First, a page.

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Annals of the rheumatic diseases [journal]
- MRI findings predict radiographic progression and development of erosions in hand osteoarthritis. [JOURNAL ARTICLE]
- Ann Rheum Dis 2014 Sep 9.
To examine whether MRI features predict radiographic progression including erosive evolution in patients from the Oslo hand osteoarthritis (OA) cohort, which is the first longitudinal hand OA study with available MRI.We included 74 patients (91% female, mean (SD) age of 67.9 (5.3) years) with MRI of the dominant hand and conventional radiographs taken at baseline and 5-year follow-up. Baseline MRIs were read according to the Oslo hand OA MRI score. We used three definitions of radiographic progression: Progression of joint space narrowing (JSN, grades 0-3), increased Kellgren-Lawrence score (grades 0-4) or incident erosions (absent/present). For each definition, we examined whether MRI features predicted radiographic progression in the same joint using Generalised Estimating Equations. We adjusted for age, sex, Body Mass Index, follow-up time and other erosive joints (the latter for analyses on incident erosions only).MRI-defined moderate/severe synovitis (OR=3.52, 95% CI 1.29 to 9.59), bone marrow lesions (BML) (OR=2.73, 95% CI 1.29 to 5.78) and JSN (severe JSN: OR=11.05, 95% CI 3.22 to 37.90) at baseline predicted progression of radiographic JSN. Similar results were found for increasing Kellgren-Lawrence score, except for weaker association for JSN. Baseline synovitis, BMLs, JSN, bone damage, osteophytes and malalignment were significantly associated with development of radiographic erosions, of which malalignment showed the strongest association (OR=10.18, 95% CI 2.01 to 51.64).BMLs, synovitis and JSN were the strongest predictors for radiographic progression. Malalignment was associated with incident erosions only. Future studies should explore whether reducing BMLs and inflammation can decrease the risk of structural progression.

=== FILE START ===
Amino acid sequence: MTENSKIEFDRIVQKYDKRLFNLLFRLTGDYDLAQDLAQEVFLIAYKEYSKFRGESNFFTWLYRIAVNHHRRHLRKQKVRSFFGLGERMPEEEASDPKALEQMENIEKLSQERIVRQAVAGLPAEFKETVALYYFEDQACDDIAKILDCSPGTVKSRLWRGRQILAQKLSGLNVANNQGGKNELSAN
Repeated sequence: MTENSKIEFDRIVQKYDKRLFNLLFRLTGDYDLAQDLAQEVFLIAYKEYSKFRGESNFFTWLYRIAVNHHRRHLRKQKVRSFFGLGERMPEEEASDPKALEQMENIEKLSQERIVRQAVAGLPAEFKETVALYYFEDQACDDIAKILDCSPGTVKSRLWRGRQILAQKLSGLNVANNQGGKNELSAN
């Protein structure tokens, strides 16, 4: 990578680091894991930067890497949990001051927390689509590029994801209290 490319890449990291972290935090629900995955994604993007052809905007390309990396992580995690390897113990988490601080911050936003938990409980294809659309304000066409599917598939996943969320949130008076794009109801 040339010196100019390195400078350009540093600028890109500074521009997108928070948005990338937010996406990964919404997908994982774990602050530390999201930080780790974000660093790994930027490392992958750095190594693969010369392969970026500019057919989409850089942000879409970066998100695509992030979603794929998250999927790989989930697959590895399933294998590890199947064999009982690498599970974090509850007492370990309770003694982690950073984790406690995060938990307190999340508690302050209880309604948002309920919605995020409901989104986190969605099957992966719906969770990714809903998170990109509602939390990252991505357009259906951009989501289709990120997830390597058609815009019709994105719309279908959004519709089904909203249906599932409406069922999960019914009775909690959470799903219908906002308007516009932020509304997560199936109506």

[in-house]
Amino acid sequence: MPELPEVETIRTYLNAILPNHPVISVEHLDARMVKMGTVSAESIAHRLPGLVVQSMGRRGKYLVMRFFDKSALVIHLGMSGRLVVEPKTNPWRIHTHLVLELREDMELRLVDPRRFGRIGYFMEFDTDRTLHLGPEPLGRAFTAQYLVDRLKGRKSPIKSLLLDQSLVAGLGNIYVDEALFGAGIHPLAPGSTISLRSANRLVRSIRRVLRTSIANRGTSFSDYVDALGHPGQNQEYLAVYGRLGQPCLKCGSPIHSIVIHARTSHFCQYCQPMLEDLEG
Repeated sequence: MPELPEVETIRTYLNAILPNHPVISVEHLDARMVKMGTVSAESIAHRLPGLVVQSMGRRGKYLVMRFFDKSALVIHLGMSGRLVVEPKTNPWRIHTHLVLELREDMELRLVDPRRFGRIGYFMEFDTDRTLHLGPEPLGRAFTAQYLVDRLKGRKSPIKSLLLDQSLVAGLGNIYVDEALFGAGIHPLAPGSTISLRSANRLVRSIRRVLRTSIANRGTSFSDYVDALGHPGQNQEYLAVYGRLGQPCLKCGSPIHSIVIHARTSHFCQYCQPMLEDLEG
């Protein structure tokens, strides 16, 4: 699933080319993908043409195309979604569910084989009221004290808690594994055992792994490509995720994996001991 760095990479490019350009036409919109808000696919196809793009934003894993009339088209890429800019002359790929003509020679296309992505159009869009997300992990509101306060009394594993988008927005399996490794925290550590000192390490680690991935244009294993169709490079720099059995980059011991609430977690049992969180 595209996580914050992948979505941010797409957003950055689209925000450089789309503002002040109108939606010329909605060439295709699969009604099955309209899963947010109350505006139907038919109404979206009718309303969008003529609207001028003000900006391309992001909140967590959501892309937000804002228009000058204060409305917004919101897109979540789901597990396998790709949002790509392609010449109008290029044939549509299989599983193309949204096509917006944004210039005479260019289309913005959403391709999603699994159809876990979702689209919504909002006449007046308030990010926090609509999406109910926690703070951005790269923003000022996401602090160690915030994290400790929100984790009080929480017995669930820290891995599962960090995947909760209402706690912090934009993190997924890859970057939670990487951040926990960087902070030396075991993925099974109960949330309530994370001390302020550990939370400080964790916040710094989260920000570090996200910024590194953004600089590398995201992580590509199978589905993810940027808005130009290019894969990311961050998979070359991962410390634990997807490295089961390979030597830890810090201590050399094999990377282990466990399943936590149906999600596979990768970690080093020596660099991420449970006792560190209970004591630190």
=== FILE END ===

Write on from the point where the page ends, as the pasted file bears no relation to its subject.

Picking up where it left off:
- Risk of deep venous thrombosis and pulmonary embolism in individuals with polymyositis and dermatomyositis: a general population-based study. [JOURNAL ARTICLE]
- Ann Rheum Dis 2014 Sep 5.
Patients with polymyositis (PM) and dermatomyositis (DM) may have an increased risk of venous thromboembolism (VTE); however, no general population data are available to date. The purpose of this study was to estimate the future risk and time trends of new VTE (deep venous thrombosis (DVT) or pulmonary embolism (PE)) in individuals with incident PM/DM at the general population level.We assembled a retrospective cohort of all patients with incident PM/DM in British Columbia and a corresponding comparison cohort of up to 10 age-matched, sex-matched and entry-time-matched individuals from the general population. We calculated incidence rate ratios (IRR) for VTE, DVT and PE and stratified by disease duration. We calculated HRs adjusting for relevant confounders.Among 752 cases with inflammatory myopathies, 443 had PM (58% female, mean age 60 years) and 355 had DM (65% female, mean age 56 years); 46 subjects developed both diseases. The corresponding IRRs (95% CI) for VTE, DVT and PE in PM were 8.14 (4.62 to 13.99), 6.16 (2.50 to 13.92) and 9.42 (4.59 to 18.70), respectively. Overall, the highest IRRs for VTE, DVT and PE were observed in the first year after PM diagnosis (25.25, 9.19 and 38.74, respectively). Fully adjusted HRs for VTE, DVT and PE remained statistically significant (7.0 (3.34 to 14.64), 6.16 (2.07 to 18.35), 7.23 (2.86 to 18.29), respectively). Similar trends were seen in DM.These findings provide the first general population-based evidence that patients with PM/DM have an increased risk of VTE. Increased vigilance of this serious but preventable complication is recommended.